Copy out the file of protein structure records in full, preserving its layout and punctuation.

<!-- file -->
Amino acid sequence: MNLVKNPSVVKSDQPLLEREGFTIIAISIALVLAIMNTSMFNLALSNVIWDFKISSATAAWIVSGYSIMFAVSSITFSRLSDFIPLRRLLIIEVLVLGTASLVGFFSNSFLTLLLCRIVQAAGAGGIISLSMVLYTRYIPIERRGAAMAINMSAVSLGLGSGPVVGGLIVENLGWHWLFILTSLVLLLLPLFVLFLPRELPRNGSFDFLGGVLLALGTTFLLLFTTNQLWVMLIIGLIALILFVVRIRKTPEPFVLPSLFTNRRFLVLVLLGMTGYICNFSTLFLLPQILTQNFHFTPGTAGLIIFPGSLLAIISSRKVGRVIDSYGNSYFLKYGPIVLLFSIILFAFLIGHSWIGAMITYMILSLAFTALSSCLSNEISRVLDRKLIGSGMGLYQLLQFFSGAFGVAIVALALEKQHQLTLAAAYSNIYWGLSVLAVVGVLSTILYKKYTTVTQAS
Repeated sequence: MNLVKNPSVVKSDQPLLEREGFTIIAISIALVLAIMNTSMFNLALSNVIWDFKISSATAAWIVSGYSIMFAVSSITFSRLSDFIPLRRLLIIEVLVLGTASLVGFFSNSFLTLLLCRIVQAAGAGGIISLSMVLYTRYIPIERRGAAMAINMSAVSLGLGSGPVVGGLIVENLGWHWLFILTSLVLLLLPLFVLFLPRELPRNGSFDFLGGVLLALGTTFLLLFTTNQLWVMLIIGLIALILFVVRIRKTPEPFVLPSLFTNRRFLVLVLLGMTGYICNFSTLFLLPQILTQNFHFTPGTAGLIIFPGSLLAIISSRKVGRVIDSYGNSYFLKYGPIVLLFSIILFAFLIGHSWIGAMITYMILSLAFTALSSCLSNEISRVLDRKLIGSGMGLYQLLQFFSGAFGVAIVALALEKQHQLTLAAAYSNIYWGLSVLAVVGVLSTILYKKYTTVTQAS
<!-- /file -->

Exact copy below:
Amino acid sequence: MNLVKNPSVVKSDQPLLEREGFTIIAISIALVLAIMNTSMFNLALSNVIWDFKISSATAAWIVSGYSIMFAVSSITFSRLSDFIPLRRLLIIEVLVLGTASLVGFFSNSFLTLLLCRIVQAAGAGGIISLSMVLYTRYIPIERRGAAMAINMSAVSLGLGSGPVVGGLIVENLGWHWLFILTSLVLLLLPLFVLFLPRELPRNGSFDFLGGVLLALGTTFLLLFTTNQLWVMLIIGLIALILFVVRIRKTPEPFVLPSLFTNRRFLVLVLLGMTGYICNFSTLFLLPQILTQNFHFTPGTAGLIIFPGSLLAIISSRKVGRVIDSYGNSYFLKYGPIVLLFSIILFAFLIGHSWIGAMITYMILSLAFTALSSCLSNEISRVLDRKLIGSGMGLYQLLQFFSGAFGVAIVALALEKQHQLTLAAAYSNIYWGLSVLAVVGVLSTILYKKYTTVTQAS
Repeated sequence: MNLVKNPSVVKSDQPLLEREGFTIIAISIALVLAIMNTSMFNLALSNVIWDFKISSATAAWIVSGYSIMFAVSSITFSRLSDFIPLRRLLIIEVLVLGTASLVGFFSNSFLTLLLCRIVQAAGAGGIISLSMVLYTRYIPIERRGAAMAINMSAVSLGLGSGPVVGGLIVENLGWHWLFILTSLVLLLLPLFVLFLPRELPRNGSFDFLGGVLLALGTTFLLLFTTNQLWVMLIIGLIALILFVVRIRKTPEPFVLPSLFTNRRFLVLVLLGMTGYICNFSTLFLLPQILTQNFHFTPGTAGLIIFPGSLLAIISSRKVGRVIDSYGNSYFLKYGPIVLLFSIILFAFLIGHSWIGAMITYMILSLAFTALSSCLSNEISRVLDRKLIGSGMGLYQLLQFFSGAFGVAIVALALEKQHQLTLAAAYSNIYWGLSVLAVVGVLSTILYKKYTTVTQAS